With a record number of unmanned aerial vehicles expected to be sold for this holiday season, the FAA decided it’s time for new regulations. By February 19th you should register your drone with the FAA system or face quite high penalties for failing to do so.
According to the Federal Aviation Administration (FAA), creating a regulated registration system was necessary. Too many incidents have seen unmanned aerial vehicles (that is drones) disrupt the national airspace or put someone in danger. The registration system should spell accountability and safety.
However, while the idea isn’t bad at all, the rushed manner in which it was applied left room for loopholes. With the record sales expected to peak during the holiday seasons, the FAA hurriedly creates a task force to work on the matter. In only a couple of months, the registration system was up and working. The FAA released the website on December 21st. Now, by February 19th you should register your drone with the FAA system before taking it for a ride.
The entire system could surely use tweaks. For once, privacy issues are a major concern. And while the FAA registration system does register your drone, it fails to regulate the use of drones in a manner that could actually ensure safety and privacy at the same time.
With the task force comprising industry representatives as members, little was done to take into consideration privacy concerns. The FAA registration system requires all pilots (unmanned aerial vehicles owners) aged 13 and above to register by February 19th. The registration process is fairly simple. Open the website, open the registration form, provide your physical address, your name and email address and there it is. The registration number is out.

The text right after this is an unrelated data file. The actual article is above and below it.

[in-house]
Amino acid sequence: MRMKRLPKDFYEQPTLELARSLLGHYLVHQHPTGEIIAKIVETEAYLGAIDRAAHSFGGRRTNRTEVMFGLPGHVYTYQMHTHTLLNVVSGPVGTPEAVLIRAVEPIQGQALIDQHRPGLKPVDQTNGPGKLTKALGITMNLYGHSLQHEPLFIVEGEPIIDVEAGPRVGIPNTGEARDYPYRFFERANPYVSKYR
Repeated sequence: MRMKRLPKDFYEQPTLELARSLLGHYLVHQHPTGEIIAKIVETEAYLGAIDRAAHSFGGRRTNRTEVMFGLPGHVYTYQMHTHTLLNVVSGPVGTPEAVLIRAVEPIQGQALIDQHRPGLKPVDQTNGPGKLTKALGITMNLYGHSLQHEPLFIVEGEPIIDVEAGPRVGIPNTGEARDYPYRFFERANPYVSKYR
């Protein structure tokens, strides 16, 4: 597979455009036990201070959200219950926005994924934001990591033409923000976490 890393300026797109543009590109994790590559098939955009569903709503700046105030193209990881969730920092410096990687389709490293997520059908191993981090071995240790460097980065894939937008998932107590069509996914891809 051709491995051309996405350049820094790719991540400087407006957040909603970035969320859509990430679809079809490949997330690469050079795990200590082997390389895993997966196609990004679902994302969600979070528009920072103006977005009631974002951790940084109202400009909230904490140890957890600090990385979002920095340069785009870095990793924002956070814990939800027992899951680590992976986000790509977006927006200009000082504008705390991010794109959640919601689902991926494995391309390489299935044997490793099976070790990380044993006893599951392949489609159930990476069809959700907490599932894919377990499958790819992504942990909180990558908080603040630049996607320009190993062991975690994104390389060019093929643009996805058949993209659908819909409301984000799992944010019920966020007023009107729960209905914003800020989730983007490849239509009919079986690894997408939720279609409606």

Yet, the database thus create may be publicly searched. Imagine children’s physical addresses just out there in the open. But not their email address. This is one point of concern. The second, related to regulation glitches, concerns the privacy of well…anyone. No point stops drone pilots from flying the drone directly in their friendly neighbour’s backyard. And filming families, family dinners and other more delicate moments.
Several cases have turned up during this year when ‘friendly neighbours’ shut down drones hovering above their yards or homes or bathing children. Other drone pilots flew their unmanned aerial vehicles too close to the firefighters battling the raging wildfires this year.
From this perspective, the FAA registration system scores well on prospective accountability were drone pilots to not follow some basic guidelines. Yet, it fails to score as well on creating a well regulated system that can prevent some of these concern points from becoming reality.
Nonetheless, if you’re the proud owner of a drone weighing between 0.55 and 55 pounds, please register it. The system is not perfect, but it’s a start.
Photo Credits: Wikimedia
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